Boxer Marcus McDaniel

Boxer Marcus McDaniel takes a short break from training at the New Orleans Boxing Club on Tuesday, February 5, 2019.

Sometimes, it’s all about being in the right place at the right time.

New Orleans boxer Marcus McDaniel wasn’t so fortunate several months ago when he was shot three times while sitting in his car by a still-unidentified assailant.

But a few weeks ago, McDaniel, now recovered, was offered the chance to meet undefeated Ali Akhmedov of Kazakhstan in the feature event on a June 8 event headlined by former middleweight champion Gennady Golovkin.

In fabled Madison Square Garden, no less, with the WBC Intercontinental super middleweight title at stake to boot, along with being streamed worldwide on DAZN.

“What a hell of an opportunity,” said McDaniel, whose last bout was before a crowd of about 300 in a converted New Orleans warehouse called the “Calliope Coliseum.” “I really appreciate getting it.

“When they asked me about, I was overwhelmed. It’s like I’m finally getting somewhere in my career.”

It’s certainly taken a while.

McDaniel, 34, began his pro career in 2009. But he’s had only 15 pro fights, all victories, taking off almost three years before that last one, a six-round unanimous decision in February against veteran Brian Vera.

That victory earned him a spot on a ShoBox card in July.

But when Akhmedov’s opponent pulled out because of injury, GGG Promotions’ promoter Tom Loeffler reached out to longtime New Orleans boxing figure Les Bonano through mutual friends after hearing about McDaniel’s availability plus he was already in training.

“This always happens in boxing,” Bonano said. “Somebody take advantage by stepping up and winning when nobody expects them to, or at least they make a good showing.

“Marcus is being asked to handle the big stage. He’s old enough, and he knows what this can mean to him.”

Akhmedov is ranked No. 3 at 168 pounds by the WBC. Akhmedov (14-0, 10 KO) is a natural light heavyweight, and, at 23, is more than a decade younger than McDaniel.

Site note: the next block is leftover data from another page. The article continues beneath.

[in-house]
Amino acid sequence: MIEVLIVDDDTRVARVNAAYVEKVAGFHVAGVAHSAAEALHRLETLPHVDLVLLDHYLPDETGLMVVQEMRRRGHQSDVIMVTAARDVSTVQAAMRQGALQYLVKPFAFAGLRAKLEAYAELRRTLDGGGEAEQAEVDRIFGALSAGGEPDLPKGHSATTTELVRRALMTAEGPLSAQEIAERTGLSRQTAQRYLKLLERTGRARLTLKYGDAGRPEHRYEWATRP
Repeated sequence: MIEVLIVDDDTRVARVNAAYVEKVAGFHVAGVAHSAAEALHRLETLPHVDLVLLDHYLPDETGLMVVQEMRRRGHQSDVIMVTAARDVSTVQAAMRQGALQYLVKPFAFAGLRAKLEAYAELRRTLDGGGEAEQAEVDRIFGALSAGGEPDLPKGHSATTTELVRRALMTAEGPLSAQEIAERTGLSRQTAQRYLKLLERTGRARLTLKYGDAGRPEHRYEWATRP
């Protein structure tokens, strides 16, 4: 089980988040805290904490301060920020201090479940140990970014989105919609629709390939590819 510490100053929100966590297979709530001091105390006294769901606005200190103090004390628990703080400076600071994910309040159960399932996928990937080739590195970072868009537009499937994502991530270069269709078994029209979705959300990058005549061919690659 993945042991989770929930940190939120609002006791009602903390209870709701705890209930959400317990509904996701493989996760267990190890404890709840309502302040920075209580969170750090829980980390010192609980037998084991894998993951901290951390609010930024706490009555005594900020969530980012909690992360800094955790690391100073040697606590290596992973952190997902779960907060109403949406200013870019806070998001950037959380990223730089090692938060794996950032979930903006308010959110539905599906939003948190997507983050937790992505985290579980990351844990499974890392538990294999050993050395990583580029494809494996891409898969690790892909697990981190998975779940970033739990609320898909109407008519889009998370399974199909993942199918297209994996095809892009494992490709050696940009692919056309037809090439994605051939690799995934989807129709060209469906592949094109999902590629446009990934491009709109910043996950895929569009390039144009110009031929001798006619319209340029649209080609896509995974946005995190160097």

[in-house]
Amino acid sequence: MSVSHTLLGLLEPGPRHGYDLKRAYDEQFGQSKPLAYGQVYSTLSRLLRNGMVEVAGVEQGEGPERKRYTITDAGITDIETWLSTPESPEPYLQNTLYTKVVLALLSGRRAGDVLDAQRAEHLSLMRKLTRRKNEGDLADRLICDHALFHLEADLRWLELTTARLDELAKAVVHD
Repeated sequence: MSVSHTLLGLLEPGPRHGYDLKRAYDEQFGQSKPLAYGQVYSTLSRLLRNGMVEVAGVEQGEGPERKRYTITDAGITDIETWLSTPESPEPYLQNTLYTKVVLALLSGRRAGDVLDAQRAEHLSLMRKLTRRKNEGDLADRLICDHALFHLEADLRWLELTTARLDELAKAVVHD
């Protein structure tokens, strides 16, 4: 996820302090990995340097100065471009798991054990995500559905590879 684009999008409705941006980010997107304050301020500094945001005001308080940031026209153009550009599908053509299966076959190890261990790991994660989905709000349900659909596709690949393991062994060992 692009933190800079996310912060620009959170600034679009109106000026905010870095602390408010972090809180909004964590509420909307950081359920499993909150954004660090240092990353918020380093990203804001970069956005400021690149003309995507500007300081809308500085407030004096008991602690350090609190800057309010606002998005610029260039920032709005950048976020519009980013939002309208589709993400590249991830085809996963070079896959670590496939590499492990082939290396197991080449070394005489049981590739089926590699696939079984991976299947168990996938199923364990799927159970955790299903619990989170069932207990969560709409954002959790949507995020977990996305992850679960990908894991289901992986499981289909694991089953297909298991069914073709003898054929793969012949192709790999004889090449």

Akhmedov’s last fight was an eight-round decision against Mike Guy in March, but he has had three scheduled 10-rounders, as this one will be, while McDaniel has never gone past eight rounds. The Vera fight was only a six-rounder.

On top of that, McDaniel has only two knockouts in his career.

“This guy is bigger and younger than me,” McDaniel said. “So the odds are against me.

“But I’m going in there taking it round-by-round and maybe show him something he’s never seen before.”

Loeffler said he isn’t looking at McDaniel as a mere “opponent.”

“It’s really a great matchup,” he said. “I know Marcus was off for a little while, but he’s got the pedigree plus he’s an undefeated fighter.

“It’s also every fighter’s dream to fight in Madison Square Garden, and it’s Ali’s first time there, too. We wouldn’t put this fight on the card where it is if we didn’t believe it’s going to be a good one.”

McDaniel is trained locally by Ronald Weaver and Chase Dixon. But he will spend next week in Houston working with Bobby Benton, the trainer of WBA super lightweight champion Regis Prograis.

“The good thing for Marcus is that he’s always stayed in good shape, so he didn’t have to just get in the gym and start working,” Weaver said. “They act like Marcus doesn’t have the power to do any damage, but he can punch and knows he’ll probably have to outpoint him going in.”

“If Marcus just stays focused and follows the guidelines we’re giving him, he’s going to be all right. Marcus doesn’t want to lose this fight any more than the other guy does.”

Along with the prestige of fighting in Madison Square Garden, McDaniel’s $75,000 payday for the event represents far more than he’s earned in his first 15 fights put together.

“The money’s nice,” McDaniel said. “But I’ve never depended on boxing to pay my bills, and I don’t get to keep all of it anyway.

“It more about having a chance to win, and then the sky’s the limit. But whichever way this goes, I feel like I’ve got a lot of fighting left in me.”

Prograis-Taylor bout for Ring Title

Ring Magazine has declared the winner of Prograis’ World Boxing Super Series lightweight championship fight against Joshua Taylor to be for the publication’s vacant 140-pound title.

Already, Prograis was putting his newly won WBA championship on the line against Taylor’s IBF title.

The other two super lightweight title holders, Jose Ramirez (WBC) and Maurice Hooker (WBO) did not participate in the tournament.

“This was a no-brainer,” said Tony Gray, assistant editor of The Ring. “It’s undefeated vs. undefeated and No. 1 vs. No. 2.

“Prograis-Taylor represents the best vs. the best.”

The date and site for the Prograis-Taylor fight has not been determined. The WBSS release on the Ring announcement stated that the decision will happen “in due course,” after the June 15 cruiserweight division semifinals in Riga, Latvia.